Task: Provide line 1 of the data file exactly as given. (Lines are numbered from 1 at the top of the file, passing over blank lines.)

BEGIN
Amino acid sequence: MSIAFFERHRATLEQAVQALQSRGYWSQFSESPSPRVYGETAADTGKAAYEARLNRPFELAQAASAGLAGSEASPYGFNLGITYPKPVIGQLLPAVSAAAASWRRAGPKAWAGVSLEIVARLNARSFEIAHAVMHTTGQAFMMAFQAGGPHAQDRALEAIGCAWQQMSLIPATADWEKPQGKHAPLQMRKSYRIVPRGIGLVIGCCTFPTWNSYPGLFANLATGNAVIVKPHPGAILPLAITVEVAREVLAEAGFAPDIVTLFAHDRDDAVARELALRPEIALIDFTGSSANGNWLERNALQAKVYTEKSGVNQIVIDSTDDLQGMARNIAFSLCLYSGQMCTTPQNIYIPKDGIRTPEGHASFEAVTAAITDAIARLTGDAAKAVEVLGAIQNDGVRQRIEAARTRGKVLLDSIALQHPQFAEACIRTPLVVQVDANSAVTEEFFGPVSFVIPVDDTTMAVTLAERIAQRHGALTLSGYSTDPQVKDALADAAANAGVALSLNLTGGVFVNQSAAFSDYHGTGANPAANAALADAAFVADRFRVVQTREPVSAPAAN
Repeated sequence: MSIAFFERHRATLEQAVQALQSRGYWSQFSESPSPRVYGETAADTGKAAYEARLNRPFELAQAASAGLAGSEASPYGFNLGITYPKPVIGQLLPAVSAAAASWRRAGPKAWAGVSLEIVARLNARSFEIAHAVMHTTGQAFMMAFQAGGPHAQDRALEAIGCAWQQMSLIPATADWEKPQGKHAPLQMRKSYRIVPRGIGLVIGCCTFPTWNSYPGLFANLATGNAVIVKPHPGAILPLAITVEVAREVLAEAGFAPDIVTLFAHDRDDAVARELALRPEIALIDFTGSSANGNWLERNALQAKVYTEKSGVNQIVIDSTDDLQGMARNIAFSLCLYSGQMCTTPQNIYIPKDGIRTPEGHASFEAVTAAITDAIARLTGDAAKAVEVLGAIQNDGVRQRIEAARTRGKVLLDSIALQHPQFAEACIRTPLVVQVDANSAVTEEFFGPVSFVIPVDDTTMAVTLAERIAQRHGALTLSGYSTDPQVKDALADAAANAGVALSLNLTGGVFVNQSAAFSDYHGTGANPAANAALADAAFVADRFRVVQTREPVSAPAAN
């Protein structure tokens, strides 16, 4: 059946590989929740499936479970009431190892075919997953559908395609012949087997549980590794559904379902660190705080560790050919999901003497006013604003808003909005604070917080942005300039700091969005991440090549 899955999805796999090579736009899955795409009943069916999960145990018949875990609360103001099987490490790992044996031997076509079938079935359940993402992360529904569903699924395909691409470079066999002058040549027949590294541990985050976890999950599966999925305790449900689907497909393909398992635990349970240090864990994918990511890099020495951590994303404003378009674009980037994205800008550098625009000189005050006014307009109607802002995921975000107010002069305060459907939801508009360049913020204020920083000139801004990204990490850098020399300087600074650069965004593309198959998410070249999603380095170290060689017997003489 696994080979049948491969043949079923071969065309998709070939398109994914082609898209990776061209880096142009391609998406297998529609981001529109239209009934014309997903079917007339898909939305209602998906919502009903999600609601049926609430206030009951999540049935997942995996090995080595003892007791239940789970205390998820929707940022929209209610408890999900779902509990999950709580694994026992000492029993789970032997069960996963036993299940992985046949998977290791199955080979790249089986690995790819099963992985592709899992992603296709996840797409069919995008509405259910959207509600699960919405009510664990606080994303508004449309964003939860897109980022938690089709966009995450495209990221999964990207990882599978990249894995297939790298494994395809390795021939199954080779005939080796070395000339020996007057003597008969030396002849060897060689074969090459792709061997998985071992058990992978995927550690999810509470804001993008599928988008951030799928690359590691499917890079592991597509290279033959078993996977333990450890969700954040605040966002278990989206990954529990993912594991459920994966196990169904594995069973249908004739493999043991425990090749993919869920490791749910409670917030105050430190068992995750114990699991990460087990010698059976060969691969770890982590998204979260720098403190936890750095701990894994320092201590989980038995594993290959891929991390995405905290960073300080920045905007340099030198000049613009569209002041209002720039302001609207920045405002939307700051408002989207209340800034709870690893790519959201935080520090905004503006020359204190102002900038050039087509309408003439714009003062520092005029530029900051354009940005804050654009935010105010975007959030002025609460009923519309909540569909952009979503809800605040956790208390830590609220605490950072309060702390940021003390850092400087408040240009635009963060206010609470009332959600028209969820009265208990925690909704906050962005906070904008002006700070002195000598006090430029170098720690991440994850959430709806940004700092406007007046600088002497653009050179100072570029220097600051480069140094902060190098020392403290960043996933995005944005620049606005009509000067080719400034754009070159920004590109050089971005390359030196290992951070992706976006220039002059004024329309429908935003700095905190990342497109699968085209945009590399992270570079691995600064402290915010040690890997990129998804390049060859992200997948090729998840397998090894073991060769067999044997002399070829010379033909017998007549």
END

Amino acid sequence: MSIAFFERHRATLEQAVQALQSRGYWSQFSESPSPRVYGETAADTGKAAYEARLNRPFELAQAASAGLAGSEASPYGFNLGITYPKPVIGQLLPAVSAAAASWRRAGPKAWAGVSLEIVARLNARSFEIAHAVMHTTGQAFMMAFQAGGPHAQDRALEAIGCAWQQMSLIPATADWEKPQGKHAPLQMRKSYRIVPRGIGLVIGCCTFPTWNSYPGLFANLATGNAVIVKPHPGAILPLAITVEVAREVLAEAGFAPDIVTLFAHDRDDAVARELALRPEIALIDFTGSSANGNWLERNALQAKVYTEKSGVNQIVIDSTDDLQGMARNIAFSLCLYSGQMCTTPQNIYIPKDGIRTPEGHASFEAVTAAITDAIARLTGDAAKAVEVLGAIQNDGVRQRIEAARTRGKVLLDSIALQHPQFAEACIRTPLVVQVDANSAVTEEFFGPVSFVIPVDDTTMAVTLAERIAQRHGALTLSGYSTDPQVKDALADAAANAGVALSLNLTGGVFVNQSAAFSDYHGTGANPAANAALADAAFVADRFRVVQTREPVSAPAAN